I'm thinking about how to improve the Gradle classloading.
In Gradle we deal with two classpaths. One is the classpath for
running Gradle, the other is the classpath for compiling and
executing our build scripts. The first is a subset of the second as
we wan to be able to access or instantiate any Gradle class in our
build scripts and do something with it. The build script classpath
has additional elements. The tools.jar for example or the
dependencies you can define in your settings.gradle file. This is one
area where we have problems. Let's look at some examples:
Ivy is in the gradle classpath. Now you want to add Jsch via the
settings.gradle. JSch is needed by Ivy if you want to use ssh
uploading. If I declare a build script classloader with the gradle
classloader as its parent, I have the problem that Ivy is loaded by
the Gradle classloader and therefore does not look for JSch in the
child classloader, but throws a ClassNotFoundException. The same is
true for optional Ant tasks jar I add via the settings.gradle.
One way I've tried to solve the problem is to declare a build script
classloader which has all the jars of the Gradle classloader plus the
additional ones. Its parent is the parent of the system classloader.
Then I get exceptions because the Groovy classes which are already
loaded are in conflict with the Groovy which is now contained in a
different classloader. I have also tried to create a bootstrap
classloader which contains only Groovy and which is the parent of the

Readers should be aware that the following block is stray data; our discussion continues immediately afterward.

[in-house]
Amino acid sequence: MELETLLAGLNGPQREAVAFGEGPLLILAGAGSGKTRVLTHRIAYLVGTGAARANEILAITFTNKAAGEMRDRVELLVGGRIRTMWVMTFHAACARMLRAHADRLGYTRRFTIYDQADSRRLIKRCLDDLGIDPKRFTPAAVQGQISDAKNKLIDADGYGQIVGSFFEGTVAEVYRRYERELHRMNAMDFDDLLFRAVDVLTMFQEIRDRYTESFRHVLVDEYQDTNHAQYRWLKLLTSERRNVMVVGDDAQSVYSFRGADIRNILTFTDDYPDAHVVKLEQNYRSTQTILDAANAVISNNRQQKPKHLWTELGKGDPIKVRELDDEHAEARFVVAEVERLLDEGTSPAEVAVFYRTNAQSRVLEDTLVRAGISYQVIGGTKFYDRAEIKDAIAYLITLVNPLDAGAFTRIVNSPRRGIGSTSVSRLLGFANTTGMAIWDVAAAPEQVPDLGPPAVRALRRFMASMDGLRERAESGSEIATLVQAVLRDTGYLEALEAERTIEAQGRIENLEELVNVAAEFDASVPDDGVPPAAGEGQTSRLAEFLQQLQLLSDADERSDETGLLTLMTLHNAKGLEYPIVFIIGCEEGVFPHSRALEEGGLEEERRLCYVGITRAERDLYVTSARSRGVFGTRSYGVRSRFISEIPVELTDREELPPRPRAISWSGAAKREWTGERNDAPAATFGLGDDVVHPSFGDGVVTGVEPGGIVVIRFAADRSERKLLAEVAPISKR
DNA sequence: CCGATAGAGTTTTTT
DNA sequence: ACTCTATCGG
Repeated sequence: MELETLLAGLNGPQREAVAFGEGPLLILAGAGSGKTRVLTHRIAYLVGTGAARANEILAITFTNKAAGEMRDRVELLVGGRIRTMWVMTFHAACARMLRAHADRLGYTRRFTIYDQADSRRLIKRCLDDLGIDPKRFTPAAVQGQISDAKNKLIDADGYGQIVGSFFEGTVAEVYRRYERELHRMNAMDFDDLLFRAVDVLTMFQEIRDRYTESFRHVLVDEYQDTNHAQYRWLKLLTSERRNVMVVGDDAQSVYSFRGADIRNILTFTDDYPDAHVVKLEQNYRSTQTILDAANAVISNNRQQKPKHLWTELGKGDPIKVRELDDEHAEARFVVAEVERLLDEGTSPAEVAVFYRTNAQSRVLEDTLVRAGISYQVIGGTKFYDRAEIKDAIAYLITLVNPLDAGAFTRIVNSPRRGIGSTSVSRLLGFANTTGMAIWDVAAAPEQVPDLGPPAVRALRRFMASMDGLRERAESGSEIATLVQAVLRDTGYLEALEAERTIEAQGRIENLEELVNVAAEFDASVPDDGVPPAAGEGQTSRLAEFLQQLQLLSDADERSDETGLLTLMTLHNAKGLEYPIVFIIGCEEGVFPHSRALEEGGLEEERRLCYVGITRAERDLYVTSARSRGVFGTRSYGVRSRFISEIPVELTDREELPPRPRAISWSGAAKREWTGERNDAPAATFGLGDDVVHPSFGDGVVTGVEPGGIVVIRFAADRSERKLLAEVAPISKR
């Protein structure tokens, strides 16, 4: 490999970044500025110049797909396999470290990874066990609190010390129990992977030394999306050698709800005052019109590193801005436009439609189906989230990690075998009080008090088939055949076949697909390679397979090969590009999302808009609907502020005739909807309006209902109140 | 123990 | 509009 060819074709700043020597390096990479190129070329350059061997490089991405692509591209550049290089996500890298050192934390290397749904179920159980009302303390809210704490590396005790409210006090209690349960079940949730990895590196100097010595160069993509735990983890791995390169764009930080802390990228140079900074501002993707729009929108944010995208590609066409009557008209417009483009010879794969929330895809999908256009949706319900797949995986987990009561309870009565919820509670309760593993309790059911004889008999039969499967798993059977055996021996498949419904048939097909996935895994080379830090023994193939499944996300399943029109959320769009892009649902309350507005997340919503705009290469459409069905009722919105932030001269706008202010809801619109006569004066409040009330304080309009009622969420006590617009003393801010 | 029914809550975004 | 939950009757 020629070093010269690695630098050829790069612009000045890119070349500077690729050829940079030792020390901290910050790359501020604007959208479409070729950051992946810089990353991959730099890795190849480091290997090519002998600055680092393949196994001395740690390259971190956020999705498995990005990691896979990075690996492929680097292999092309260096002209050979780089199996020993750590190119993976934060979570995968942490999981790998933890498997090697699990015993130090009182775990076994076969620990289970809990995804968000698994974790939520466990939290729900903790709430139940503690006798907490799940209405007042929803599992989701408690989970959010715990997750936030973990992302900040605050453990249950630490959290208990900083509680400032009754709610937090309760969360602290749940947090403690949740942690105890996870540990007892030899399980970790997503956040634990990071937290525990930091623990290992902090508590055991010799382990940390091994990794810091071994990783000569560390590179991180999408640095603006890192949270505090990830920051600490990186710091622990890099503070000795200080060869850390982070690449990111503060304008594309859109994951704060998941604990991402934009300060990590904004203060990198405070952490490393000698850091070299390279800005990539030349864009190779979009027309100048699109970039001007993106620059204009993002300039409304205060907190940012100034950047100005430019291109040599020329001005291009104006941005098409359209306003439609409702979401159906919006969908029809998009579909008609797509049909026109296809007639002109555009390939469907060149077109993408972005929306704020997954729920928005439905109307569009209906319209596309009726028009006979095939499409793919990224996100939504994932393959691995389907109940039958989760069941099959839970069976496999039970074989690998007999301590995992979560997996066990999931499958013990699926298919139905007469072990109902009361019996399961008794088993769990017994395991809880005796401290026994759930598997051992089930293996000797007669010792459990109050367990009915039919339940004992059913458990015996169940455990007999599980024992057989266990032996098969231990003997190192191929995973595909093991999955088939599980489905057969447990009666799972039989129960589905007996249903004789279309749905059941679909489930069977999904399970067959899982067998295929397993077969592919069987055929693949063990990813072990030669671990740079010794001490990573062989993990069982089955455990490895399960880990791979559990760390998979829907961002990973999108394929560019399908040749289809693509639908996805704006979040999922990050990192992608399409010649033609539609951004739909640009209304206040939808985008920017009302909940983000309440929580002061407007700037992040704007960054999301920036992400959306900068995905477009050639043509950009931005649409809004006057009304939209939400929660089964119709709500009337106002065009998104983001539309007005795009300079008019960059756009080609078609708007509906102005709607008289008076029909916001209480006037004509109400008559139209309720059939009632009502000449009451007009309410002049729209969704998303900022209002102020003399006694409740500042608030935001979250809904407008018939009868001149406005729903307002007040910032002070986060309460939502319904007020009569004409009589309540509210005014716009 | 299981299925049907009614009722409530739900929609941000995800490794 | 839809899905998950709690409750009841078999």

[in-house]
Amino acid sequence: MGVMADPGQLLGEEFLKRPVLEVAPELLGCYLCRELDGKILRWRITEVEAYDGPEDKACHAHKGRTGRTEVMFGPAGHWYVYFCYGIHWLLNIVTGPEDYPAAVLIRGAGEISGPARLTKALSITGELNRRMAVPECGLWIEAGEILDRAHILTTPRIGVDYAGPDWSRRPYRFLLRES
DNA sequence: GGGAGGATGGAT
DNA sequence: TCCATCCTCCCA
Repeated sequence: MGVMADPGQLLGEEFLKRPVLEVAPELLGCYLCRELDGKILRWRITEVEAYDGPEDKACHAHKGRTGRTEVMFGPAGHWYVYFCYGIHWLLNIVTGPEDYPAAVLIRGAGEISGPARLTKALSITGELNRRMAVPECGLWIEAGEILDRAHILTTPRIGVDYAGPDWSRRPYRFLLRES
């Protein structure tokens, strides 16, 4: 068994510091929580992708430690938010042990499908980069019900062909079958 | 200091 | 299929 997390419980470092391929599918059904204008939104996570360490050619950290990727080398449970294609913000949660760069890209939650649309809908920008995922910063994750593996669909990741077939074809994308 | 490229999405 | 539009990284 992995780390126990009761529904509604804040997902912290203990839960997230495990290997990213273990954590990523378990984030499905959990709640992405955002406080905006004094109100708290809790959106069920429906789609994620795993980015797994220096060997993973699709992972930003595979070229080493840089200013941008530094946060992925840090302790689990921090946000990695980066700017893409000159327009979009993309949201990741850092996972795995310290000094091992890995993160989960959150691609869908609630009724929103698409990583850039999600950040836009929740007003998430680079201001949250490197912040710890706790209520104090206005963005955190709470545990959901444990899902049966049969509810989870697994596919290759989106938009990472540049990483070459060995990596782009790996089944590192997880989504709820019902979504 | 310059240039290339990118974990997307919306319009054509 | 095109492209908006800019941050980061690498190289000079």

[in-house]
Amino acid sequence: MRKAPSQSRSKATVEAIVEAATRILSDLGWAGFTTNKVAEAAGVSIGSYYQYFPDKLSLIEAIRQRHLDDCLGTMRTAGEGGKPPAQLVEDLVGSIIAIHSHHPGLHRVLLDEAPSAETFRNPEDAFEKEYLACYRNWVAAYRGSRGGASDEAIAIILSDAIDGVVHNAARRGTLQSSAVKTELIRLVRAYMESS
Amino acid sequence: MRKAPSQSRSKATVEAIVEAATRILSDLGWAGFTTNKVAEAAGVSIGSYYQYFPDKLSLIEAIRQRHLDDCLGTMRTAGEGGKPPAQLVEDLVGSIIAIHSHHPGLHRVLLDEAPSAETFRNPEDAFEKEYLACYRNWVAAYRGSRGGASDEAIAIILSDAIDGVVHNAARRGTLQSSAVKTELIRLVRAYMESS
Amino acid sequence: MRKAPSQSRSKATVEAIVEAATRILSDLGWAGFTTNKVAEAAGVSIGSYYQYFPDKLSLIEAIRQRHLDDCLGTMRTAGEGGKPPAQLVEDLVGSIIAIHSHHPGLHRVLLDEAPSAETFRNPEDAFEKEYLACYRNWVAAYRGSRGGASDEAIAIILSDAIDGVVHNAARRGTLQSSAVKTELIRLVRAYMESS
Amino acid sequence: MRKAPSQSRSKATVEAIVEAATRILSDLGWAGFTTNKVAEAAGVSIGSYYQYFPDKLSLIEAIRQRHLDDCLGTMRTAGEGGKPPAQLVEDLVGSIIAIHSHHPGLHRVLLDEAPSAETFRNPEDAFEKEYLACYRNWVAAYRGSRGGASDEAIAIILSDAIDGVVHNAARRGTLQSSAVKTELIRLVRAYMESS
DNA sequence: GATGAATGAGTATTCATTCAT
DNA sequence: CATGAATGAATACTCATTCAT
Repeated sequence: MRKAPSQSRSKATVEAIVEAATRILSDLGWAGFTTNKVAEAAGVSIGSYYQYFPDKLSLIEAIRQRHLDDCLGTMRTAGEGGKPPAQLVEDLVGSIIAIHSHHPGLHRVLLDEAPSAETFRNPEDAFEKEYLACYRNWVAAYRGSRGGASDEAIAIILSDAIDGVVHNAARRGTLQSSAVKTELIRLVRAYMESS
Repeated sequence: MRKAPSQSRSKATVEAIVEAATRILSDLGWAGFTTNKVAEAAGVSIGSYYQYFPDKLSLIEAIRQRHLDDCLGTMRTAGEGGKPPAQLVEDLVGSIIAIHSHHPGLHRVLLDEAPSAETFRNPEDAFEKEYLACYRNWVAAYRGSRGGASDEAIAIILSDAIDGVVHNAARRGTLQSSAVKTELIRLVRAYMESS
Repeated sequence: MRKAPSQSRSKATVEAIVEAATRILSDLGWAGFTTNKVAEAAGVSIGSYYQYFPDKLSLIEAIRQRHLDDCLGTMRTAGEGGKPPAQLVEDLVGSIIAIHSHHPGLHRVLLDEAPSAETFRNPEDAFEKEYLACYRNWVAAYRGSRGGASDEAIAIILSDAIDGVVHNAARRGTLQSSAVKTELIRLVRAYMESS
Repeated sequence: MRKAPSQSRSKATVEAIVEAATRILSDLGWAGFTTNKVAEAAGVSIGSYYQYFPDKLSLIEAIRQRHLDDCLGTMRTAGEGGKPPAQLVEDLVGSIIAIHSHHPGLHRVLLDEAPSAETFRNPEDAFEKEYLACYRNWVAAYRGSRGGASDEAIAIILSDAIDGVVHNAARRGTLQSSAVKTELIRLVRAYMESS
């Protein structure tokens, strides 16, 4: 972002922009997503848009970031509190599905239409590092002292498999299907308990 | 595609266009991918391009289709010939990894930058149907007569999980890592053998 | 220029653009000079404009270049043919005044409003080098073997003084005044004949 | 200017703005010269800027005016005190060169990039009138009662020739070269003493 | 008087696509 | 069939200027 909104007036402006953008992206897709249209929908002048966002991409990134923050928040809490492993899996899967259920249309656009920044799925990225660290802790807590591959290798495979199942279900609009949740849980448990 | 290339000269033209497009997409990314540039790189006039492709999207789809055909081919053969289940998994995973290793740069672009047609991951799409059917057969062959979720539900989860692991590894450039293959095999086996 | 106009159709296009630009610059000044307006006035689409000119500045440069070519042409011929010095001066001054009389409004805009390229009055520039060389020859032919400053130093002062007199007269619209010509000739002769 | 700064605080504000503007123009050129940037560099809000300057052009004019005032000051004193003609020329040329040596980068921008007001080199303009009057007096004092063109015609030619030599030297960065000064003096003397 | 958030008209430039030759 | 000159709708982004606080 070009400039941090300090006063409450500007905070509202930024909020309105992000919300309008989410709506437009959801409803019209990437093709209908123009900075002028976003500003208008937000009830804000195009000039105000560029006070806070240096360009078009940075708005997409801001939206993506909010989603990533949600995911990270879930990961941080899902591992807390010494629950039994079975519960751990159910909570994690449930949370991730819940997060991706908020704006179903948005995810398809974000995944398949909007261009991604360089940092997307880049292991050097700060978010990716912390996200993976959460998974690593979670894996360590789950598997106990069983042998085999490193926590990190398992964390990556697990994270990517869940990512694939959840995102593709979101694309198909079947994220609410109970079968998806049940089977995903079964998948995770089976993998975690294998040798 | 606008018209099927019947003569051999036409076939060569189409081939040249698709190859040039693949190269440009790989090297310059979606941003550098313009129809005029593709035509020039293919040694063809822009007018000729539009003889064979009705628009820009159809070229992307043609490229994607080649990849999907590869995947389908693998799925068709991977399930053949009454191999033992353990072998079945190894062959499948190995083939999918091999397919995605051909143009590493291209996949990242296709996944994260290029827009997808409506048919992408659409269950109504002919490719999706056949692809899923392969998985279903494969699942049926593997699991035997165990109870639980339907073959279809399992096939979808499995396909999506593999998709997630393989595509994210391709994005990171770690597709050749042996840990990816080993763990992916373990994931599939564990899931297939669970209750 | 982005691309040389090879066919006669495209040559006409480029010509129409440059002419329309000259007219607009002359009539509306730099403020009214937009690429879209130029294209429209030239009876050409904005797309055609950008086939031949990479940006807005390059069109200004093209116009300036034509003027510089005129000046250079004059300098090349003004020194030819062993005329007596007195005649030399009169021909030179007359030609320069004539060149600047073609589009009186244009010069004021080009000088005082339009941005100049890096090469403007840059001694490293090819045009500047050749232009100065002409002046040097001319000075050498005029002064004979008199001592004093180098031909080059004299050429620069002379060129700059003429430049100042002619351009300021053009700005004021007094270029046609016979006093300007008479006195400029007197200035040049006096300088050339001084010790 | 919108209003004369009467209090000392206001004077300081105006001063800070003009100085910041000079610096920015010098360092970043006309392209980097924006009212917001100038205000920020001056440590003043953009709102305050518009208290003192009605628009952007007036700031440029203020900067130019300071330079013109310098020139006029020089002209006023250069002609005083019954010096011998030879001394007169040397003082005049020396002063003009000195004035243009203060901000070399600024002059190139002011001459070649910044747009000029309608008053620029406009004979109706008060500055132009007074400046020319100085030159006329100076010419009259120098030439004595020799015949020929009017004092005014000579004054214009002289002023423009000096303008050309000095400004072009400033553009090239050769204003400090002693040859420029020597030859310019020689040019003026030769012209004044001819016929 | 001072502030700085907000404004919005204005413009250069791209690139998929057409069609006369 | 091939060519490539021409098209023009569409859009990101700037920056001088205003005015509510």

other classloaders. Bu Groovy has a dependency on Ant as we use the
One fix to this problem would be to have only one classloader where
we add the additional elements of settings.gradle at runtime.
A really clean solution would be to have strict isolation like you
could achieve with OSGi. The build script classpath has a dependency
on the gradle class container. But the gradle class container only
exposes Gradle, Groovy and Ivy. All the other jars needed by Gradle,
Groovy and Ivy are hidden. Additionally the build script classloader
should solve the child/parent problem described above.
I'm looking forward to your feedback.
Gradle Project lead
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I vote for the single classloader. It is easier to understand and I think other classloading solutions are prone to ClassNotFound issues. KISS works for me here.
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